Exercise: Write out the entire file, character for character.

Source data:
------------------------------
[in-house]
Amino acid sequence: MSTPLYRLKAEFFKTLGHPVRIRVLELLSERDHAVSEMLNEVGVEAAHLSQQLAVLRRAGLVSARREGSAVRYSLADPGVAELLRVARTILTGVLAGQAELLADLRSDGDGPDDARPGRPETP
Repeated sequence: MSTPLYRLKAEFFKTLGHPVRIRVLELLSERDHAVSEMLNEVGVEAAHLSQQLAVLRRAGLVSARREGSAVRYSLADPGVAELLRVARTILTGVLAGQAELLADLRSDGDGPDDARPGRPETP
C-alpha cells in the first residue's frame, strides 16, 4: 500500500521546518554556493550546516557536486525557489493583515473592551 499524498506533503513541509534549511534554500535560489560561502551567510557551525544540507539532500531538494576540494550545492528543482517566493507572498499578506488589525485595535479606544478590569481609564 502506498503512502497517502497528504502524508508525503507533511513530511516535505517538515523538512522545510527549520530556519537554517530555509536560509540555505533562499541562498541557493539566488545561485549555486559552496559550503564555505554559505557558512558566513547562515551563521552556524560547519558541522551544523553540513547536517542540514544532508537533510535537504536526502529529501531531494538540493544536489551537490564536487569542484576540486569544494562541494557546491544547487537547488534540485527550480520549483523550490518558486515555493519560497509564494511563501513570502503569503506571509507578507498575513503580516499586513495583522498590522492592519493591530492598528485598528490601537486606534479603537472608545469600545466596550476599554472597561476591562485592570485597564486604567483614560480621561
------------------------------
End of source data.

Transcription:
[in-house]
Amino acid sequence: MSTPLYRLKAEFFKTLGHPVRIRVLELLSERDHAVSEMLNEVGVEAAHLSQQLAVLRRAGLVSARREGSAVRYSLADPGVAELLRVARTILTGVLAGQAELLADLRSDGDGPDDARPGRPETP
Repeated sequence: MSTPLYRLKAEFFKTLGHPVRIRVLELLSERDHAVSEMLNEVGVEAAHLSQQLAVLRRAGLVSARREGSAVRYSLADPGVAELLRVARTILTGVLAGQAELLADLRSDGDGPDDARPGRPETP
C-alpha cells in the first residue's frame, strides 16, 4: 500500500521546518554556493550546516557536486525557489493583515473592551 499524498506533503513541509534549511534554500535560489560561502551567510557551525544540507539532500531538494576540494550545492528543482517566493507572498499578506488589525485595535479606544478590569481609564 502506498503512502497517502497528504502524508508525503507533511513530511516535505517538515523538512522545510527549520530556519537554517530555509536560509540555505533562499541562498541557493539566488545561485549555486559552496559550503564555505554559505557558512558566513547562515551563521552556524560547519558541522551544523553540513547536517542540514544532508537533510535537504536526502529529501531531494538540493544536489551537490564536487569542484576540486569544494562541494557546491544547487537547488534540485527550480520549483523550490518558486515555493519560497509564494511563501513570502503569503506571509507578507498575513503580516499586513495583522498590522492592519493591530492598528485598528490601537486606534479603537472608545469600545466596550476599554472597561476591562485592570485597564486604567483614560480621561